To improve knowledge of the export licensing regime, ECJU delivers classroom-based training to industry on all aspects of the licensing process, including the Strategic Export Licensing Criteria. The training is held monthly and rotates around the country. Courses are constantly updated with information about the latest legislation and improved using industry feedback. Course content and dates are incorporated into a regular training bulletin on GOV.UK and advertised to industry and others. Information and guidance are available online, together with additional support being provided through webinars and training programmes.

 

Compliance inspections can support these training programmes as they also provide assurance to Government that licence holders are meeting the terms and conditions of their licences. Inspections also serve to raise awareness by helping businesses with the management and understanding of their licences.

 

Ultimately enforcement is the responsibility of HMRC. They assess all breaches of export controls and sanctions. Where serious and/or deliberate breaches of export controls are identified, or where there are aggravating features, cases will be considered for full criminal investigation.

Cases will be investigated and, if appropriate, referred to the Crown Prosecution Service (CPS), which determines whether there is sufficient evidence to prosecute and whether that prosecution is in the public interest.

 

 

All data on enforcement is a matter for and are provided by HMRC, including information on compound penalties that we might publish through a notice to exporters from time to time. HM Government is open about strategic export licensing to provide the means for Parliament and the public to hold us to account. It remains the case that no other country publishes as much data as the United Kingdom about licensing decisions.

HMRC has a duty not to make public the names or details of those investigated where no conviction has taken place, nor the names or details of those individuals or companies that have previously been or are currently being investigated. HMRC is responsible for enforcing strategic export controls and takes compliance failures very seriously.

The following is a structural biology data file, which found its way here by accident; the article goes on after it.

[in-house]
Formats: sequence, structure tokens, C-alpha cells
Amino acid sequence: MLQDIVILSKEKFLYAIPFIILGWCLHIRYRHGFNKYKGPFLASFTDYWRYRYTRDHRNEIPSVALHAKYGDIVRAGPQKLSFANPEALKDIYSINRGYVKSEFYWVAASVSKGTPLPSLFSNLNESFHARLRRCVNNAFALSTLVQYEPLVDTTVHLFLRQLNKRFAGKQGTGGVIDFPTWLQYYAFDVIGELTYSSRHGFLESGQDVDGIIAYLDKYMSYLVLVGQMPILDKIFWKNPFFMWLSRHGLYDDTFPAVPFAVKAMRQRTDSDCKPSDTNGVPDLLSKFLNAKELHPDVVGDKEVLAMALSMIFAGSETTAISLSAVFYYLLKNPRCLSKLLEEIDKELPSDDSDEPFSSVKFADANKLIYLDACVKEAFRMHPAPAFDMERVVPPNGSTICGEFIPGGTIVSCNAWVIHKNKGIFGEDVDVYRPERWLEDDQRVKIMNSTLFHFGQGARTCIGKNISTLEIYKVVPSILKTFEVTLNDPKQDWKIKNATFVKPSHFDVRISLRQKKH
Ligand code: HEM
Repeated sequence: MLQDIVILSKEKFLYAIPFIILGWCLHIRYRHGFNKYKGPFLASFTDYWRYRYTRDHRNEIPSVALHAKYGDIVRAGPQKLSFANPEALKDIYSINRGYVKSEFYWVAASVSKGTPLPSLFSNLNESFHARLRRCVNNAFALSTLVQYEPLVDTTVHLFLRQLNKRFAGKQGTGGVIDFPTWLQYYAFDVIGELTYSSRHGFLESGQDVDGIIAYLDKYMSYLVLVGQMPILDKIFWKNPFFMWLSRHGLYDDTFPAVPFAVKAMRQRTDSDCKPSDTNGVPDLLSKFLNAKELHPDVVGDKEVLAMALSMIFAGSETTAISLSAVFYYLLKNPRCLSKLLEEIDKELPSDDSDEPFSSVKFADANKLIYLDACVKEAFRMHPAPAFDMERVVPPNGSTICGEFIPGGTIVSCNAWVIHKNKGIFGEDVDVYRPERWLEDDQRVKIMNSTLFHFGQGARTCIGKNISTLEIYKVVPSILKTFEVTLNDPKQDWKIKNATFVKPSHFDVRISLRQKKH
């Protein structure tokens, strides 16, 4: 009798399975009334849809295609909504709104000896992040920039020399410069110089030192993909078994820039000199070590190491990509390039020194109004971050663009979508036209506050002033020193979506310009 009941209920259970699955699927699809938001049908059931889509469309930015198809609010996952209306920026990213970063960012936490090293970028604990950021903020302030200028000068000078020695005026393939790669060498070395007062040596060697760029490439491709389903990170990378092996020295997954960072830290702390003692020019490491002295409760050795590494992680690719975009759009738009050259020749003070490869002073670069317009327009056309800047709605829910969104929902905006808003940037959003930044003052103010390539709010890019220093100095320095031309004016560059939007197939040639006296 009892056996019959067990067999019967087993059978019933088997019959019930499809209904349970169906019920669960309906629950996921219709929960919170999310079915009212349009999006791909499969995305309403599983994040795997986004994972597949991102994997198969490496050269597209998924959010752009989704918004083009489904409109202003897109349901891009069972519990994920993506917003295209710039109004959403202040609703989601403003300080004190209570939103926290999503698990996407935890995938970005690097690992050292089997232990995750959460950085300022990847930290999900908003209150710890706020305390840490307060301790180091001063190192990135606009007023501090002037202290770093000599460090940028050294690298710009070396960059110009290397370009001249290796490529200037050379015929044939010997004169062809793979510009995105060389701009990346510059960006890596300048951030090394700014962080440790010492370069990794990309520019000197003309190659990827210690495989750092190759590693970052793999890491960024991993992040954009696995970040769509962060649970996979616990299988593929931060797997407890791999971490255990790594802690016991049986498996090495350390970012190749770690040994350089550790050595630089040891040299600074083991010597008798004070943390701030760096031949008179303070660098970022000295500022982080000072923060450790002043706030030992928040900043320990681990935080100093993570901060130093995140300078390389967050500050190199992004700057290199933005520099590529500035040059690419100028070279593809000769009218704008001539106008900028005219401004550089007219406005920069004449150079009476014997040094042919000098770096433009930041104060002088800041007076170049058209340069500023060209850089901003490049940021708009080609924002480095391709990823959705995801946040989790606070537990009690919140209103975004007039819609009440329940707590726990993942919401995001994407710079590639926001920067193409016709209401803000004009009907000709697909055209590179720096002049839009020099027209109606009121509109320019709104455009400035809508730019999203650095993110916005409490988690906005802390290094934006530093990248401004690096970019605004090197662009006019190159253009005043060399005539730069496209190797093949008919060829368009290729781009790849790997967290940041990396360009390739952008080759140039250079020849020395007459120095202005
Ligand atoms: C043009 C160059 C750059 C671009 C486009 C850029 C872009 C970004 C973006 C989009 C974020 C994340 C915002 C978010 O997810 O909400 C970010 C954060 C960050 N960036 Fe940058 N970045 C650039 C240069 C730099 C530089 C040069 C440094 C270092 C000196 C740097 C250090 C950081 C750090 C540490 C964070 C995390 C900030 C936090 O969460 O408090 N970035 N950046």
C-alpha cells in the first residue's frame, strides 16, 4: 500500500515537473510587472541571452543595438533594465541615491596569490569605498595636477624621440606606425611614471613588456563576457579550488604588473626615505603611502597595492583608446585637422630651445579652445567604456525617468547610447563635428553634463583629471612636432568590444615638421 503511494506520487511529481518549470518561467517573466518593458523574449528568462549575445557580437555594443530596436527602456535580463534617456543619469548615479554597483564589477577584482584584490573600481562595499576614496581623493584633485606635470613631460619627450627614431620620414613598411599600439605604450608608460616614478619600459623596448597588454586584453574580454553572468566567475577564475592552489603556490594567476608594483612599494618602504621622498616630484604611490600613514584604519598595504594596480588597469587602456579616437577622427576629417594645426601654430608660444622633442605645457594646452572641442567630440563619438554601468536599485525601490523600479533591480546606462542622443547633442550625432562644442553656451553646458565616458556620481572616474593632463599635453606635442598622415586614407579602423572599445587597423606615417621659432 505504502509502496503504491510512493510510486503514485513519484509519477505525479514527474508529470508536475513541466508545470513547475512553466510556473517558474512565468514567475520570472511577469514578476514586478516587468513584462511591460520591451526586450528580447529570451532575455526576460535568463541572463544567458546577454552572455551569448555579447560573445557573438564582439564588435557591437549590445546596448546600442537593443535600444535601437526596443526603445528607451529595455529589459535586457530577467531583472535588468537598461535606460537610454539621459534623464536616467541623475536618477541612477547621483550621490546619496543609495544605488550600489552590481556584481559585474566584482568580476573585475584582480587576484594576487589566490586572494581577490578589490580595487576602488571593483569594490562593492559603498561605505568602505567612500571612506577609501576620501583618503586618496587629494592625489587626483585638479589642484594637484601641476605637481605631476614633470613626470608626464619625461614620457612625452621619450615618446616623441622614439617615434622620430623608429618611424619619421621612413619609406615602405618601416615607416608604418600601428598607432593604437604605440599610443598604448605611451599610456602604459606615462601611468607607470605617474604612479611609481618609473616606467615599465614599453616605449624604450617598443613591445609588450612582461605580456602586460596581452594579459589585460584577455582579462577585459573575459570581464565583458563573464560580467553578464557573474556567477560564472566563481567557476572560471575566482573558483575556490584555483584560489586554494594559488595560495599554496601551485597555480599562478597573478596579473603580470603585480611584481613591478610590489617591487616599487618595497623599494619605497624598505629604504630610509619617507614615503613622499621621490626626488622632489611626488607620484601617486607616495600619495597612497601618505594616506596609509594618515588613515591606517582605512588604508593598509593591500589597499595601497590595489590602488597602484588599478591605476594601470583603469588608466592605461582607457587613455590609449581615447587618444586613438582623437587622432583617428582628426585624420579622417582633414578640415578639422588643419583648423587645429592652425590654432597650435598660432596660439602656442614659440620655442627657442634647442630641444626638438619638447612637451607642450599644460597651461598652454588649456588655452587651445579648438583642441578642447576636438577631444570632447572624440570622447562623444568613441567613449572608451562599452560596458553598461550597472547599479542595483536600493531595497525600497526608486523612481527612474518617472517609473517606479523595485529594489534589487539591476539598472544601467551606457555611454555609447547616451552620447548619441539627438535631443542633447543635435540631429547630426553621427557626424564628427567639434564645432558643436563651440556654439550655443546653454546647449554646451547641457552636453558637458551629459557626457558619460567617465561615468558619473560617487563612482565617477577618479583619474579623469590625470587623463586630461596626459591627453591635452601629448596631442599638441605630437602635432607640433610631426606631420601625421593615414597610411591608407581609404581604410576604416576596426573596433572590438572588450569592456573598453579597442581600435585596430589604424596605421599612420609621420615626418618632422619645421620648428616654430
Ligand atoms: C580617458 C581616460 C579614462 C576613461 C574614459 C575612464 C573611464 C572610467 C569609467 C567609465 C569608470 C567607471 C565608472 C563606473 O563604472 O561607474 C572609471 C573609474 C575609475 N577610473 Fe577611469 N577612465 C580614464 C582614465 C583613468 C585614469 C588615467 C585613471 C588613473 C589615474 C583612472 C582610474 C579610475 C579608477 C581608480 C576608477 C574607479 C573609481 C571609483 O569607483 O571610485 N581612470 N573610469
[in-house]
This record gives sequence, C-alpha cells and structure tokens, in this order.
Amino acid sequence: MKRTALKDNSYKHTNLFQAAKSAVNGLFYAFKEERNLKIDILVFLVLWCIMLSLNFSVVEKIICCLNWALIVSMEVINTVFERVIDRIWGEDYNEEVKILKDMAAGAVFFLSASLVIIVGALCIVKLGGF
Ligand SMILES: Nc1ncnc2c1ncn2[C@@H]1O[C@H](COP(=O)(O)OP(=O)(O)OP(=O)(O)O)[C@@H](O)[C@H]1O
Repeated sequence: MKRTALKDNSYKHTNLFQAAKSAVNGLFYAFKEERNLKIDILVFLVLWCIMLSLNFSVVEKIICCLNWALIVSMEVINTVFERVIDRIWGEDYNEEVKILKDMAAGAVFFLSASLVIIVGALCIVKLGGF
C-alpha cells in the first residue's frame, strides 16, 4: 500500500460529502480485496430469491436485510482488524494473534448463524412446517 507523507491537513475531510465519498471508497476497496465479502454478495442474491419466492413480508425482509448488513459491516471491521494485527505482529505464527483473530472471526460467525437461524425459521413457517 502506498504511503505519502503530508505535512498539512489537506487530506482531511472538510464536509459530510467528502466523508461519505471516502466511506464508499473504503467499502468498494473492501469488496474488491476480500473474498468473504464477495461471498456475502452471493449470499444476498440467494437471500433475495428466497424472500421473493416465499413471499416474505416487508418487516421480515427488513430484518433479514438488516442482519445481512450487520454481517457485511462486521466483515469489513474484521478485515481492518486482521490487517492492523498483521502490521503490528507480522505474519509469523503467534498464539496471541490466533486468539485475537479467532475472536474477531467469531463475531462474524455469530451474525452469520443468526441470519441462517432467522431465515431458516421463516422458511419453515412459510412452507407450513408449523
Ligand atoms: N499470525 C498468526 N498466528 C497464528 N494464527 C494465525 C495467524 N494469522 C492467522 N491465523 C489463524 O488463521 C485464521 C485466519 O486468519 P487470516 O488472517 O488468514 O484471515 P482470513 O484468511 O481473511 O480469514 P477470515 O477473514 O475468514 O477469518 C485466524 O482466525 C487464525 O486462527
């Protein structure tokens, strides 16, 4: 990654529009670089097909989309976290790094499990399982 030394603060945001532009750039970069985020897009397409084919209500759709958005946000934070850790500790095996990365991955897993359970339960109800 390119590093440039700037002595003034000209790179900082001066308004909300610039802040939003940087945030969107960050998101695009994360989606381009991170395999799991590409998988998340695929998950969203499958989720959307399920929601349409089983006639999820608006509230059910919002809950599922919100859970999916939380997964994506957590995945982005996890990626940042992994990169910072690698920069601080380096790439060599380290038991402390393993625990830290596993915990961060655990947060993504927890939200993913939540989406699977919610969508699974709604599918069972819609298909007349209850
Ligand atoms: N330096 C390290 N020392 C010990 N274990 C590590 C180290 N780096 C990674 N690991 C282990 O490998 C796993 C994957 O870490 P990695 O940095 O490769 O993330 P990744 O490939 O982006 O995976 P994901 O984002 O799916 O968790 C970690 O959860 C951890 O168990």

1. What is your response to calls for an immediate moratorium on the sale, transfer and use of surveillance technology, until human rights-compliant regulatory frameworks are in place?

 

Cyber surveillance technologies play an important role in protecting national security and in the prevention and detection of serious crime. However, it is important that such technologies are not misused in a way that undermines rights and responsibilities, nor our vision of a free, open, peaceful and secure cyberspace.

The Strategic Export Licensing Criteria provide a robust framework for assessing human rights risks, including in relation to exports of surveillance technologies. A licence would not be granted if there was a clear risk the items might be used to commit or facilitate internal repression.

Trade controls apply to United Kingdom involvement in the supply or delivery, or promoting the supply or delivery, of tangible goods moving from one third country to another. Trade controls do not apply to software or technology.

Category A goods, as set out in the Export Control Order 2008, includes items for which the supply is prohibited or is inherently undesirable, such as cluster munitions or execution goods and for which it is unlikely a licence would be granted. Controls on Category A items apply extra-territorially, that is, to the activities of British persons anywhere in the world.

Adding surveillance items to Category A would apply trade controls to the promotion of the supply of any physical hardware required for the generation, delivery, command, or control of the surveillance software – but not the actual software itself. Changing the trade controls to include intangibles like software and technology would require a fundamental rethink and it could have significant implications for legitimate trade, as well as raise serious questions about the enforceability of such controls.

 

Rt Hon. James Cleverly MP, Minister of State for Europe and North America, FCDO

Ranil Jayawardena MP, Minister for International Trade

 

4 July 2022